So you want to be an animation director, huh? Well, congratulations! You’ve chosen one of the coolest careers in the entertainment industry, and we’re not just talking about the creative part. Animation is a growing industry with expected employment growth of six percent for the 2014-2024 decade. Add “director” to the title and growth increases to nine percent over the same decade. This is faster than average for all occupations.
Animators can expect to earn a very good living too. The mean annual wage for 2016 was $72,200, with a median of $65,300. Those at the higher end of the pay scale averaged $90,450-$115,960. Add “director” to the title and salaries increase to $93,840 (mean), $70,950 (median), and $112,820-$189,870 (higher end). Of course, individual salaries will depend on a number of factors ranging from education and the size of the studio to geographic location. For example, with an average salary of $82,680 for animators and $130,510 for directors and producers, California is the top paying state for animation directors. And Pixar, DreamWorks Animation, Walt Disney Animation Studios, and Sony Pictures Animation are some of the top paying studios.
So what do you have to do to enjoy all of the benefits of being an animation director? The first step is to become an animator. Though there are some exceptions, most animators have a bachelor’s degree in animation, computer animation, film and animation, film and video, game art and animation, visual effects animation, or other related degree. Although animators with a diploma, certificate or associate’s degree may qualify for some entry-level positions, most employer’s require a bachelor’s degree or higher, a great portfolio, and experience. Just about every accredited animation program offers internship opportunities, so you will gain valuable hands-on experience before graduating from the program. Even better is some internships lead to full-time employment.
While working your way up, there are a number of skills that need to be honed. Some of these skills have more to do with business than creativity. For this reason, some aspiring animation directors earn a second undergraduate degree or master’s degree in business, arts management, or nonprofit management. A certificate program or minor in these areas may be useful as well.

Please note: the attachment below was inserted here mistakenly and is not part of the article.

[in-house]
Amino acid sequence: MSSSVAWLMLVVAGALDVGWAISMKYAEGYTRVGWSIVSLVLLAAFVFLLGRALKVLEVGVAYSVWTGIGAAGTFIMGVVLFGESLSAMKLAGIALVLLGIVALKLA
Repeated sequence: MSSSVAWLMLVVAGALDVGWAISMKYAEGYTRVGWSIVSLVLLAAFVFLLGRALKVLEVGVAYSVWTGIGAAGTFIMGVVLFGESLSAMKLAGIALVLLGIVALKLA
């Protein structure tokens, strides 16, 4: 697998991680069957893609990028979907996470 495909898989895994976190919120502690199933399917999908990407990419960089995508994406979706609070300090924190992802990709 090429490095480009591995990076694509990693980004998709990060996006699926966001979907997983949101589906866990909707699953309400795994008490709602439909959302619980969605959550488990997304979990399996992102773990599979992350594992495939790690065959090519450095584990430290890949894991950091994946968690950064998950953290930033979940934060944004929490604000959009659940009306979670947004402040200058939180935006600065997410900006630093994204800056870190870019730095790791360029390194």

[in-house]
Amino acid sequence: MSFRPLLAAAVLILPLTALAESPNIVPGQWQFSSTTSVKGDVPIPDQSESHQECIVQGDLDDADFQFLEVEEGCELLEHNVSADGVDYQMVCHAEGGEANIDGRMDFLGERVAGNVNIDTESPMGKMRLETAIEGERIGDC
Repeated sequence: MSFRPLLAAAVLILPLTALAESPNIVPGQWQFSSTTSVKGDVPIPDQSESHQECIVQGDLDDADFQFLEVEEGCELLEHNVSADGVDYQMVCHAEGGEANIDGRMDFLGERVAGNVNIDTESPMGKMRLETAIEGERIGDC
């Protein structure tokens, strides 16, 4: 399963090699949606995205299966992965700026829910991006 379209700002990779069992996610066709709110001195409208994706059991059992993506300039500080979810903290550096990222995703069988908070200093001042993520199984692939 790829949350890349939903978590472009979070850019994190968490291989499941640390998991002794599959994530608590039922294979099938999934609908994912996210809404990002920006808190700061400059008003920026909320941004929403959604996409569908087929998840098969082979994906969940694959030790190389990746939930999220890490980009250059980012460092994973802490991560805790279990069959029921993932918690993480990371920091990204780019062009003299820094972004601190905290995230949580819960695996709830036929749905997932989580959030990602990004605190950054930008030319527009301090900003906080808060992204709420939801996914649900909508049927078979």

Successful animation directors have excellent communication, time-management, decision- making, budgeting, and leadership skills. They manage deadlines well, they juggle multiple projects and teams with ease, and they know how to promote a project. Of course, animation directors have solid animation skills and a good eye too!
These skills and qualities are crucial as animation directors have tremendous responsibilities. According to London-based Creative Skill Set, animation directors are responsible for the quality of the animation, keeping it on schedule and delivering consistent performances by assigning, or casting, the appropriate animators. They guide, supervise and review the work produced by the animators and assistant animators, and they understand the implications of continuity, performance, style, and quality, as well as technical, scheduling, and budgetary requirements. Animation directors work side by side with other directors and relevant departments and they keep the animation on model (in style) throughout the production. They often provide the main liaison between the animation department and those who are involved in the later stages of the production process. On longer format projects, animation directors “are usually responsible to the production department for delivering the required quota of animation, on time and on budget.”
Besides the entertainment industry, animation directors work in advertising, marketing, public relations, game design and development, education, software publishing, and more. With the right education, skills, and experience, the possibilities are endless. Use our search tool to find an accredited animation school.
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